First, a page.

I write mostly for myself. In quite an organic way of writing, it does become very personal. Saying that, I do really enjoy people telling me how they interpreted my songs, giving a complete different level to the music. I don’t really think about what other people may think of the songs until they’re done, produced, and finished; I really enjoy hearing what people connect to and their interpretation of the lyrics, and sometimes it may even be completely different from how I’ve written the song to be intended.  That is the great thing about it, the fact that it is so open to interpretation. People get whatever they want from it… that’s the part of the process that I really enjoy.

With your third album In Plain Sight set for release on 24 May, how would you say this album differs from the self-titled debut Honeyblood and Babes Never Die?
This is technically my first solo record so it was a pretty daunting experience to take the reins and take full responsibility for it. That’s definitely the main difference. I want it to be different. I’m never going to be able to continue to re-hash what I’ve done in the past and I would never want to do that. And sonically there are lots of different components in this one, even though there are some common themes, like ex-boyfriends and witches (which seem to be my topics!) it is always going to be daunting to be in new territory. In Plain Sight was possibly the most daunting. I pushed the boat out furthest for this one.

Does it follow on from any themes or ideas raised in the others?
It’s been three years since I recorded my last record and it’s been five since the first one, so I feel like the albums grow and change with me. I guess you learn from your experiences and put that into the new one.

How would you describe the album?
For this album in particular, I was struggling when I was writing it and trying to work out a lot of stuff that was happening in my own life, so it became a kind of unravelling. For this reason, unravelling is how I think I would describe this record.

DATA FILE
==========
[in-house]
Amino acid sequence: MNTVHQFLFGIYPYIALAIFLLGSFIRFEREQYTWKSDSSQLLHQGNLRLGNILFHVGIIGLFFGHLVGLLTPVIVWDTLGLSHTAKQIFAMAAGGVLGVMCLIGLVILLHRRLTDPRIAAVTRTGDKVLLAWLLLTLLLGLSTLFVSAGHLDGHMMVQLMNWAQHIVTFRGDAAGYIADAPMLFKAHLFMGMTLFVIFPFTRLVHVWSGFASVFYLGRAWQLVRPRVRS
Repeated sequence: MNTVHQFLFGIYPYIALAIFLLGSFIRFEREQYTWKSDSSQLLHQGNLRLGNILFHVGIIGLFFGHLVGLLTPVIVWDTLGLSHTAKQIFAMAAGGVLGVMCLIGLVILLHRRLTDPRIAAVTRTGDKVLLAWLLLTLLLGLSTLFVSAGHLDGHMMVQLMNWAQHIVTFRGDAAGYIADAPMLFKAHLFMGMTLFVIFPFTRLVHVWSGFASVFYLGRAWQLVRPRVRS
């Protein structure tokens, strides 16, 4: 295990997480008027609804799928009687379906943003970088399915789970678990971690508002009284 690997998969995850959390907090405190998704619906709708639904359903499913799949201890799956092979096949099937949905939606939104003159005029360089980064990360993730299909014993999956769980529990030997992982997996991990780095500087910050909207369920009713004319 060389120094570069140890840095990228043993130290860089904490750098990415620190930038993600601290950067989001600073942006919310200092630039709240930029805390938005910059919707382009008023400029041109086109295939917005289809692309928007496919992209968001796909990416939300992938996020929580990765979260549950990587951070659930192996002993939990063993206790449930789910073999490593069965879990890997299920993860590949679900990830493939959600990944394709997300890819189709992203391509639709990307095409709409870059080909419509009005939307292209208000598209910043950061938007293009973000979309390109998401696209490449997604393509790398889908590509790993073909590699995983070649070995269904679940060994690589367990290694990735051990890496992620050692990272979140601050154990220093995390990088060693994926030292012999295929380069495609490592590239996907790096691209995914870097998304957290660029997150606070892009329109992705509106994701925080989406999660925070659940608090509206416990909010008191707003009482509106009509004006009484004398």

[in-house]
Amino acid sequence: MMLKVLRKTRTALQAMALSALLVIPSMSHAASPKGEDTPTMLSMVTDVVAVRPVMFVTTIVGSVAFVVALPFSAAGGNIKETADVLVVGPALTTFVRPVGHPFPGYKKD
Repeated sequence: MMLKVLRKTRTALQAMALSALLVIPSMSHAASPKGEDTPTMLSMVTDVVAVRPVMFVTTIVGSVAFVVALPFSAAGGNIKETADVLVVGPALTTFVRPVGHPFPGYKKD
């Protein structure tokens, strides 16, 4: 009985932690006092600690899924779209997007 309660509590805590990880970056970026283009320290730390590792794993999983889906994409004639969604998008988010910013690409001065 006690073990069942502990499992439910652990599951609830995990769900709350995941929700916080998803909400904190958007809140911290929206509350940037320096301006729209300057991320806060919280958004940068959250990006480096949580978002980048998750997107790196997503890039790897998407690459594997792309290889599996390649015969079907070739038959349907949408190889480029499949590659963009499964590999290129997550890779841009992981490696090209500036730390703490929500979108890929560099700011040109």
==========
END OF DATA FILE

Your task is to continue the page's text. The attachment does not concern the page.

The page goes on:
What’s the motive behind the name In Plain Sight?
I was at home writing this record: quite isolated and trying to work out where it was going to go, and what was going to happen with it, and then it all clicked into place and I saw things really clearly- that’s why I called it In Plain Sight. You can tell lyrically that I was making it through at a lot of issues thinking “What’s going on?” The name represents the end process of writing this record and recording it. The name just stuck with me and really rings a note.

What was it like working with the acclaimed “super-producer” John Congleton (producer of: Angel Olsen, St Vincent, Sharon Van Etten) on this album?
Every time you work with a producer they’re bound to put their own spin on things and I really liked how John took the reins when it came to a lot of the sounds, the guitars and the synthesizers –  the kinds of things I would have not have even thought of. He has definitely put his mark on this record and taken it in a new direction, but that’s why I wanted to work with him in the first place!

How would you describe your music to someone who’s never heard it before?
‘Melodic brashness’. That’ll work!


You can catch Honeyblood at Plug on the 5th June. In Plain Sight is out on 24 May.